Retail sales in the U.K. have once again fallen in October, as consumers continue to feel the pinch of high living costs ahead of the important festive season.
According to data from the Office for National Statistics, retail volumes slipped by 0.3% compared to the previous month. This decline follows a 1.1% decrease in September. Economists had predicted a 0.5% increase in sales for the month but were proven wrong.
In comparison to the same month last year, total retail volumes saw a sharper decline of 2.7%, surpassing economists’ expectations of a 1.6% decrease. This figure represents the lowest volume recorded since February 2021, when the pandemic heavily impacted shopping due to sanitation measures.
The rising interest rates are adversely affecting consumer spending, as noted by Alex Kerr at Capital Economics. Kerr states that as this drag continues, retail activity is expected to remain weak leading up to the crucial festive period. He anticipates that spending will continue to decline in the coming quarters.
In October, volumes dropped across all categories, signaling a continued decline in sales outside of food stores and fuel from the previous month.
Retailers Face Challenges as Consumer Spending Declines
Retailers in the UK have cited multiple factors contributing to a recent fall in consumer spending. According to the Office for National Statistics (ONS), the cost of living, reduced footfall, and wet weather in the latter half of the month have all played a role in this decline. Additionally, a warmer start to the month led consumers to delay purchases of winterwear.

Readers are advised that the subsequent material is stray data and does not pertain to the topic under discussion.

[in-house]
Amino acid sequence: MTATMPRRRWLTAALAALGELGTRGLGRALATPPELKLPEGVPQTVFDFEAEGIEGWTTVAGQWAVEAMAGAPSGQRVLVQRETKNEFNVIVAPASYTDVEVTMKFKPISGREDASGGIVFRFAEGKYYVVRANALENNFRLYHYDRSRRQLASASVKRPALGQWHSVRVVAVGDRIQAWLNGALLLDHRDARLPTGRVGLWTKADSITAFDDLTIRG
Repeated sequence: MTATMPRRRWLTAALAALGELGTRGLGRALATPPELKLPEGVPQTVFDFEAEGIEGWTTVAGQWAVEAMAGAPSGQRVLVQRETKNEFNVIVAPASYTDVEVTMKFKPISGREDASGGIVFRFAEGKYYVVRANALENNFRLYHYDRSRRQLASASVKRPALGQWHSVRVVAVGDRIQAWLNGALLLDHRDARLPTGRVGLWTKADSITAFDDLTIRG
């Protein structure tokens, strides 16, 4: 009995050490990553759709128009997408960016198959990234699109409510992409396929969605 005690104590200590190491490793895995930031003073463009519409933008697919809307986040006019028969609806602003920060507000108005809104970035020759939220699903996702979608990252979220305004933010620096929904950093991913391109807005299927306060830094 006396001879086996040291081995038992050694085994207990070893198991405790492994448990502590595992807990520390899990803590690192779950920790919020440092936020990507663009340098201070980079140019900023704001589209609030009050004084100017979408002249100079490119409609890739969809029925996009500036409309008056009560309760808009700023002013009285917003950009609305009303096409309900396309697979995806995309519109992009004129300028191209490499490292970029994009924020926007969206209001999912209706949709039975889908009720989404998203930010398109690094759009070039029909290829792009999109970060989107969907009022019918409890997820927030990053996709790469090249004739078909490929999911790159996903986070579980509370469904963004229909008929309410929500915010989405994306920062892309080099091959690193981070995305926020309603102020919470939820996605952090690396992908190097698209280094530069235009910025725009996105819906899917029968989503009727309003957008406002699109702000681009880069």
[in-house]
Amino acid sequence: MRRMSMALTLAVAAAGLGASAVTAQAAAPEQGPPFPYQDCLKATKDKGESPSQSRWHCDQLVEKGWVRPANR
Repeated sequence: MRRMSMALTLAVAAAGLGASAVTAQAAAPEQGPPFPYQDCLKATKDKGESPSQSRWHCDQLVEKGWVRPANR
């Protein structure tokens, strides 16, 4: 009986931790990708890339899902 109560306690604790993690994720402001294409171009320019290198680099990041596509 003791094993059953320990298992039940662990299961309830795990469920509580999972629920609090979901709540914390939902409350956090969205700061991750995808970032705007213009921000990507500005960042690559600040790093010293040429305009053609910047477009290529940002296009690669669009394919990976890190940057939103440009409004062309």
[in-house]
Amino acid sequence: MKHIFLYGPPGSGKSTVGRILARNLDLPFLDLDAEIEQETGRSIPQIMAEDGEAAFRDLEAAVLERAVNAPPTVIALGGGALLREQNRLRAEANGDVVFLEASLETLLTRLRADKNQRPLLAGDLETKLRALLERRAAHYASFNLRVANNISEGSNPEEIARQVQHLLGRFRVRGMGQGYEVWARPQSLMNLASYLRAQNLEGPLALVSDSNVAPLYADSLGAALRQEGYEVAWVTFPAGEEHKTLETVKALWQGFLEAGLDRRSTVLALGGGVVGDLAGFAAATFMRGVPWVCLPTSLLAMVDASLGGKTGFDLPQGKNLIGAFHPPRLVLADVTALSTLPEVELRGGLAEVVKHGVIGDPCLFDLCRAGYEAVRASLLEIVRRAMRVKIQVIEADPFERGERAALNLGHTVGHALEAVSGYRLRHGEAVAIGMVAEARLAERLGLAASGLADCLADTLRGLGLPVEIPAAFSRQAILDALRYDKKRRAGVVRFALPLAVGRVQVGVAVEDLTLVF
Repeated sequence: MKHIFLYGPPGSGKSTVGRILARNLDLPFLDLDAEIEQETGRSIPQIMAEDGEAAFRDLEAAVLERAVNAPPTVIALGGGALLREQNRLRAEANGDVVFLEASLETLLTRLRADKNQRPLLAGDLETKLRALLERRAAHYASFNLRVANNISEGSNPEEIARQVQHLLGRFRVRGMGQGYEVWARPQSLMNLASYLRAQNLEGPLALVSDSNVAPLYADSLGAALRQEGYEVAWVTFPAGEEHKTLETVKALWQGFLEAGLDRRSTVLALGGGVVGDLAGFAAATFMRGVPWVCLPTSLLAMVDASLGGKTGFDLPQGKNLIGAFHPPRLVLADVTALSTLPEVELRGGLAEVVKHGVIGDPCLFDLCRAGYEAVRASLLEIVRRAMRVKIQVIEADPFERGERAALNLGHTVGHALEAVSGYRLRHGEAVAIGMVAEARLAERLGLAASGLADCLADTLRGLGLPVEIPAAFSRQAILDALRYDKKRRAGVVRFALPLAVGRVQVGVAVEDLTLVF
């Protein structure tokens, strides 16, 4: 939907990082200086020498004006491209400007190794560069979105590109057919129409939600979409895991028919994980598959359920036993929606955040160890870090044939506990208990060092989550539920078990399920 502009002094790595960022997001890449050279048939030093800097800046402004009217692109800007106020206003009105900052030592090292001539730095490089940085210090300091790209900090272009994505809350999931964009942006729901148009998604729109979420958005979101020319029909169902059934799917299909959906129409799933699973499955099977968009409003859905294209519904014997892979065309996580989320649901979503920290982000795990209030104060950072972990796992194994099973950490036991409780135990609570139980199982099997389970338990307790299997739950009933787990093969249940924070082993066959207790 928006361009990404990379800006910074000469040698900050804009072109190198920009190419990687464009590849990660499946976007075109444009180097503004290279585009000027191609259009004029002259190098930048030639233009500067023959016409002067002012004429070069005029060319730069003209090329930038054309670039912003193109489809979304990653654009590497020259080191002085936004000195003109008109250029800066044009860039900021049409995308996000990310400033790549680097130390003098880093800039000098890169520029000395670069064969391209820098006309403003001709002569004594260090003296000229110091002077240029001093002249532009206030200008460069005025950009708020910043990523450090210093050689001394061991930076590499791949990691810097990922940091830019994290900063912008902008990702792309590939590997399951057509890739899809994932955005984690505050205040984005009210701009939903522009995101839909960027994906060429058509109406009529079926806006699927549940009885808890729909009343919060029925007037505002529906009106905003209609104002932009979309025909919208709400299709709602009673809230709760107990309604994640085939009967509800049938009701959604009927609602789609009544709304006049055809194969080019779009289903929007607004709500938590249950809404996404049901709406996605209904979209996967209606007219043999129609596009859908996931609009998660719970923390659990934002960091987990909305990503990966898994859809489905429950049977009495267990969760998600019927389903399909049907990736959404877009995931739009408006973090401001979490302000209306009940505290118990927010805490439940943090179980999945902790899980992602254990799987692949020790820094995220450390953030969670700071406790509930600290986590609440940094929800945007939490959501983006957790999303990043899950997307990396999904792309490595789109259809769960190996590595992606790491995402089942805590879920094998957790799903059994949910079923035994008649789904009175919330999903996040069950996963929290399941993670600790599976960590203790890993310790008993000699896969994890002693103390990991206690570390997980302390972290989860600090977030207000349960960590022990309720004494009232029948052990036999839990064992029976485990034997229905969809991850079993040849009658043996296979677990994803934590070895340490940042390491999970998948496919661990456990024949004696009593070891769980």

Deann Evans, the managing director for EMEA at ecommerce platform Shopify, suggests that shoppers are generally holding back on spending as they prepare for the upcoming festive season. “Our data suggest that many shoppers have used recent months tactically to save in preparation for the holiday season,” Evans explains.
According to Gabriella Dickens, senior UK economist at Pantheon Macroeconomics, the situation may improve with stronger spending power. Dickens predicts a rebound in retail sales as real incomes recover, leading to increased consumer confidence.
However, Erin Brookes, retail lead at consultants Alvarez & Marsal, expresses concern over the decline in consumer spending for a second consecutive month. As the festive shopping season approaches, retailers will need to focus on core strategies to encourage shoppers to spend during crucial periods such as Black Friday and Christmas.
While challenges persist, key experts in the industry remain hopeful that retail sales will pick up in the coming months. It will be interesting to observe consumer behavior as they seek the best offers and deals during these important sales periods.